For one, it would help everyone manage the stress of the ten players we currently have out injured and the pressure everyone has to perform well for financial purposes. Secondly, it would help those ten players recover more quickly by helping them recover mentally as well as physically. Even that alone would be a huge help and contribute positively to the mentality of the team. But if addressing the psychological aspect of the injuries could help reduce injuries and the time required to heal from injuries as studies have shown, this is an incredibly low-cost answer to Milan's long-term problem. Not to mention focusing on the fact that Milan have the worst discipline record in Serie A, as well. Addressing mental health is an answer that helps the entire project moving forward, too. 

Giroud was a hero when Maignan was sent off, now who steps up during his 2 match suspension?

This is not just for Milan, this is also the health and well-being of our players. They are not robots, or a commodity, they are human beings. These are their lives and their livelihoods, and these injuries can not only change the trajectory or their careers and their lives, but also their own mental health. But hey, I guess "Moneyball" does not do data for player mental health? And Cardinale probably hasn't thought about a way to monetize a Sports Psychologist, either (although there are plenty of possibilities, actually.) While the injury crisis is definitely a combination of many things, the mental side of it seems to be the only question not being effectively raised in these discussions.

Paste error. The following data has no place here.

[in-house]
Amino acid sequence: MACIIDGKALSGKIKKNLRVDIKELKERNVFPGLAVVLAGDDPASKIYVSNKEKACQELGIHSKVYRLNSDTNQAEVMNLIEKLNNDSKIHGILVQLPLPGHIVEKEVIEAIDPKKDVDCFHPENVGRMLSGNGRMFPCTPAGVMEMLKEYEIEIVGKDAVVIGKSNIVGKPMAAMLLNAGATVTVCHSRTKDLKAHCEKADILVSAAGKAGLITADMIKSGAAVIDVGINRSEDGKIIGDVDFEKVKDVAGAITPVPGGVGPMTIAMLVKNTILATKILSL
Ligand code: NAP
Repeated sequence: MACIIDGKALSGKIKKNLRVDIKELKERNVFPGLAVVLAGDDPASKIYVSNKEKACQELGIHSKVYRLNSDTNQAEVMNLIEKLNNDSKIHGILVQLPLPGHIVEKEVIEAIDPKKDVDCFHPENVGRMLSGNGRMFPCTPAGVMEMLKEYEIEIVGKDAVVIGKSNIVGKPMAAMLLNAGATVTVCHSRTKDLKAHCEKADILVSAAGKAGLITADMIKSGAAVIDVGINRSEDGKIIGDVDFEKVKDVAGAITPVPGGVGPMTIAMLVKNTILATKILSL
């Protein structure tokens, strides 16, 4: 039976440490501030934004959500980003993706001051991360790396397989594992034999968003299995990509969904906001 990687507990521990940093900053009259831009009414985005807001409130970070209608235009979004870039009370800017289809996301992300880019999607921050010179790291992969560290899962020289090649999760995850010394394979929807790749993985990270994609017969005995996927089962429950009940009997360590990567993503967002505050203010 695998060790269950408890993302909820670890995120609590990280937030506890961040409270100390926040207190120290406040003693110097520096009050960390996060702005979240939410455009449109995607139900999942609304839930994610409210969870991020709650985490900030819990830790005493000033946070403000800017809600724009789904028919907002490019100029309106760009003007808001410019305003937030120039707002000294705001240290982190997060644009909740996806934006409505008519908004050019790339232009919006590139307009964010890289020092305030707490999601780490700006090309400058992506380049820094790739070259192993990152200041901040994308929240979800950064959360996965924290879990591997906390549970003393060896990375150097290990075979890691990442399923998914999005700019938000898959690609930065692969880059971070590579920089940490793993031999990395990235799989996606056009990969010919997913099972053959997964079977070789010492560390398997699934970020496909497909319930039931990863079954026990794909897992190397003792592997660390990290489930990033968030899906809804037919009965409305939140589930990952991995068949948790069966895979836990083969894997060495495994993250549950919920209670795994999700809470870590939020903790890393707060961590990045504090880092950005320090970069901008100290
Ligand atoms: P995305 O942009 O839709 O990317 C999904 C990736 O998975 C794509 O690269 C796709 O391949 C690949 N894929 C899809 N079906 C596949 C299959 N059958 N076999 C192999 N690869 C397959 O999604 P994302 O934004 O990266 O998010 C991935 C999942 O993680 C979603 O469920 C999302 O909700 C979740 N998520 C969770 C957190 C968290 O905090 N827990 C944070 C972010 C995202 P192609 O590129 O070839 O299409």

Leão has a 1st degree lesion on his right hamstring
(and the press will probably still criticize him while he's out for 20 days.)

And if Cardinale was too shortsighted to realize the overall impact that firing Maldini would have on the Club, including the stress and injuries to players, then how would he realize the most obvious answer to this problem? Furlani is Italian, so less likely to consider the mental health option, and is also just an investment banker. Moncada is a scout, and also Italian, as is D'Ottavio. So there probably isn't anyone at the Club who is actually capable of solving Milan's injury nightmares.

This post inspired by the music of twenty one pilots' "Stressed Out"

Elaine has been invited to be a guest on the Keep Going Podcast this Sunday
Talking to Luke, Pat, and Jacqui about ending the stigma surrounding Mental Health
Check out their podcast on Apple, Spotify, and YouTube
and follow them on Instagram and Twitter

For more about mental health, check out my other project, the
Total Football Mentality Podcast on Apple, Spotify, or wherever you get your podcasts
and follow Elaine on Instagram totalfootballmentality and Twitter @TFMentality

Milan's Injury Nightmares Milan's Injury Nightmares Reviewed by Elaine on 11:00 PM Rating: 5